Philosophy & Bioethics Staff Seminar Series

Time: Seminars are held on Fridays at 2.15pm (unless otherwise noted)

Location: Room E561, 5th floor East, Building 11 (Menzies), Clayton campus (unless otherwise noted)

Convenor: Bob Simpson | robert.simpson@monash.edu

Upcoming Seminars – Semester 2, 2015

August 7: Jake Chandler (LaTrobe): Reasons to believe and reasons to not

Abstract: The provision of a precise, formal treatment of the relation of evidential relevance — i.e. of providing a reason to hold or to withhold a belief — has arguably constituted the principal selling point of Bayesian modeling in contemporary epistemology and philosophy of science. By the same token, the lack of an analogous proposal in so-called AGM belief revision theory a powerful and elegant qualitative alternative to the Bayesian framework, is likely to have significantly contributed to its relatively marginal status in the philosophical mainstream. In the present talk, I sketch out a corrective to this deficiency, offering a suggestion, within the context of belief revision theory, concerning the relation between beliefs about evidential relevance and commitments to certain policies of belief change.

August 14: Toby Handfield (Monash): Cooperation among equals: Evolution and the role of egalitarian norms

Abstract: Is egalitarianism desirable? Apart from any intuitive appeal it might have, does egalitarianism promote social outcomes that are desirable on independent grounds? Utilitarians, for instance, can usually give qualified support to egalitarianism on the basis that sharing resources equally will tend towards maximizing the aggregate utility. In this paper, I examine a similar sort of reason for egalitarianism that could be embraced by utilitarians, but which could have much broader appeal also. Egalitarian norms appear to play an important role in promoting cooperative behaviour. This link between egalitarianism and cooperation is derived from evolutionary theory. It is argued that models of cultural and genetic evolution give us some reason to think that manifestly desirable cooperative behaviours will be more stable in societies with egalitarian norms. The same models, however, have some apparently unattractive corollaries. The evolutionary mechanism for the promotion of cooperative outcomes within a group may require (i) destructive conflict, or at least hostility, between groups, and (ii) norms which not only entail relative uniformity of wealth and power, but which suppress all manner of diversity within groups. So egalitarianism may promote the evolutionary stability of cooperation, but at a cost.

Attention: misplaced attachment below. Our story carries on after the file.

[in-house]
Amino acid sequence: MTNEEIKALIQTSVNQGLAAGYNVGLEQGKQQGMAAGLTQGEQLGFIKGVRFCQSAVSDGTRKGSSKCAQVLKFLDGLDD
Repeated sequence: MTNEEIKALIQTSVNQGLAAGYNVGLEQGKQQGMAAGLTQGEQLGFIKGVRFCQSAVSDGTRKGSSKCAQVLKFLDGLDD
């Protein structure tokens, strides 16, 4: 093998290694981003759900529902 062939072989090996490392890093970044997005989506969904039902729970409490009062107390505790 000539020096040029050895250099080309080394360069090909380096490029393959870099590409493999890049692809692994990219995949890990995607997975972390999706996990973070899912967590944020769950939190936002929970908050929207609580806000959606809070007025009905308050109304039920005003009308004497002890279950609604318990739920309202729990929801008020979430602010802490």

August 21: Monima Chadha (Monash): Title TBC

August 28: Ema Sullivan-Bissett (Birmingham): Unimpaired abduction to alien abduction: lessons on delusion formation

Abstract: In this paper I argue that an investigation into alien abduction beliefs can inform and support my preferred version of the one-factor account of delusion formation. Although I remain neutral on whether alien abduction beliefs are delusions, I argue that the formation and maintenance of these beliefs can be explained by a one-factor account, and that this account can explain paradigmatic monothematic delusions in the same way. If alien abduction beliefs are not delusions, we can still take an important lesson from this case into the delusion formation literature. . If alien abduction belief can be explained by a one-factor account, so too I argue, can (other) monothematic delusions, since there are no differences between alien abduction belief and monothematic delusions which indicate the need for additional explanatory factors. Additionally, whilst alien abduction belief can be readily explained using a one-factor framework, the two-factor framework needs adjusting to give an explanation in this case My conclusion is that the delusion formation debate—specifically, a defence of the one-factor account—can be informed by an investigation into alien abduction belief, a much under-discussed case in the literature on delusion formation.

September 4: Robbie Arrell (Monash): Title TBC

September 11: Laura Schroeter (Melbourne)

September 18: Katrina Hutchinson (Monash): Title TBC

September 25: Alan Hajek (ANU): Title TBC

October 9: Norva Lo (LaTrobe): Title TBC

October 16: John Thrasher (Monash): Title TBC

October 23: Jacqueline Broad (Monash): Title TBC

October 30: Jennifer Windt (Monash): Title TBC

November 13: Justin Clark-Doane (Columbia): Title TBC